I just love the line at the end 'There's that magic word again: science.' Made me chuckle.


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deadinhead
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01 Dec 2010, 12:15 pm

crap ,I have serial killer handwriting :'(


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01 Dec 2010, 1:43 pm

I always thought the Myers-Briggs test was bulls***. Funny, frightening article.


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01 Dec 2010, 2:27 pm

Damn! I have an accent. I won't get the job, for sure.


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01 Dec 2010, 3:20 pm

having B-type blood, i'm very lucky to not live in Japan :)



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01 Dec 2010, 3:46 pm

Wasn't there a post not long ago about people on the spectrum having similar types of Myers-Briggs scores? If there ever is an official study, don't you know the Man will try and use that to discriminate against people with personality/neurological "disorders".


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01 Dec 2010, 3:59 pm

This is a wonderful example of why people in human resources tend to be single. Impossible standards.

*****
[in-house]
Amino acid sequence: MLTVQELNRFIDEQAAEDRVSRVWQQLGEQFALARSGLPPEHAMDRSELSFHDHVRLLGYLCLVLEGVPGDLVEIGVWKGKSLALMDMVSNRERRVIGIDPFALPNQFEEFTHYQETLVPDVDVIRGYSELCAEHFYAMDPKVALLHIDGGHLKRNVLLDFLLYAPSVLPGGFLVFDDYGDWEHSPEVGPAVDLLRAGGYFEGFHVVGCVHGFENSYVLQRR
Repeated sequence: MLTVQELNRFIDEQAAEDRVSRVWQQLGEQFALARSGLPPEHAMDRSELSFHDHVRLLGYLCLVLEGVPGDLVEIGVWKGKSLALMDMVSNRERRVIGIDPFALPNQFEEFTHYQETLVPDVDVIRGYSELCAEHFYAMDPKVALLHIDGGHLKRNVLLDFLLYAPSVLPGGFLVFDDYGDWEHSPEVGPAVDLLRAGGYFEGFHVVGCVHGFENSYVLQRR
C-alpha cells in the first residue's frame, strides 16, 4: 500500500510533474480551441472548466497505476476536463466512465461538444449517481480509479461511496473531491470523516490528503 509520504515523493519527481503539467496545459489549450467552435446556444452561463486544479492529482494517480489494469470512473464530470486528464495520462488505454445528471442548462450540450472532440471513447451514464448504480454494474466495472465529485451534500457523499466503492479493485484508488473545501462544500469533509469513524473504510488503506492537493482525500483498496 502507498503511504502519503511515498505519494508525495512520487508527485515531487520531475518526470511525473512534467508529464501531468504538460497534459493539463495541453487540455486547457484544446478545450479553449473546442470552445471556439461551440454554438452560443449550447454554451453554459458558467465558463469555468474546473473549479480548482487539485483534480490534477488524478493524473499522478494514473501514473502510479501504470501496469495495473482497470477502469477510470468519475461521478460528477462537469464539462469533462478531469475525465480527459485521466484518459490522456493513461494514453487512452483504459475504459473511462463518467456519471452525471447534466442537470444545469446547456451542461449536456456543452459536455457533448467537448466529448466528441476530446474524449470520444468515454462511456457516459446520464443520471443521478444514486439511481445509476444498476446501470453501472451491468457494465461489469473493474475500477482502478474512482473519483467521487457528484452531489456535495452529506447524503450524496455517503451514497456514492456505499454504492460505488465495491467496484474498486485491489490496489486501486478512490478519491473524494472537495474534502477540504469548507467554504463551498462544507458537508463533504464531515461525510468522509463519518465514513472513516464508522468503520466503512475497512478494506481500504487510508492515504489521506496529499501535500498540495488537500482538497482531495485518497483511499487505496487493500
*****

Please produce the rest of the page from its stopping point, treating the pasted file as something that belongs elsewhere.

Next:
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01 Dec 2010, 4:04 pm

Oh, that's just terrible...

I have small, 'type-like', controlled, sans-serif, uber neat handwriting. A lot of people mistaken it for photocopies or printouts. That would make me, what? Impersonal? That's how I find my handwriting...So...bad with people and social things and very calculated? Oh, that's me...

My personality type is broiled into one word: Paradox. I'm loud, I'm quiet. I'm introverted, I talk a lot. I'm smart, I'm gullible and ignorant. I'm happy, I'm sad. I'm just confused.

I speak very eloquently and neutral. I'm sorry if that bothers you. I will pronounce clothes as "cloTHes". I will have a large vocabulary, which I sometimes force myself to dumb down. I don't be usin' ebonics because it's grammatically incorrect. I speak as if I am reading and singing.

I don't even know my blood type.

Okay, I'm 5' 2, and can only blame THAT height because I love love milk. I can't help what my genetics gave me.

And I don't know my astrological sign.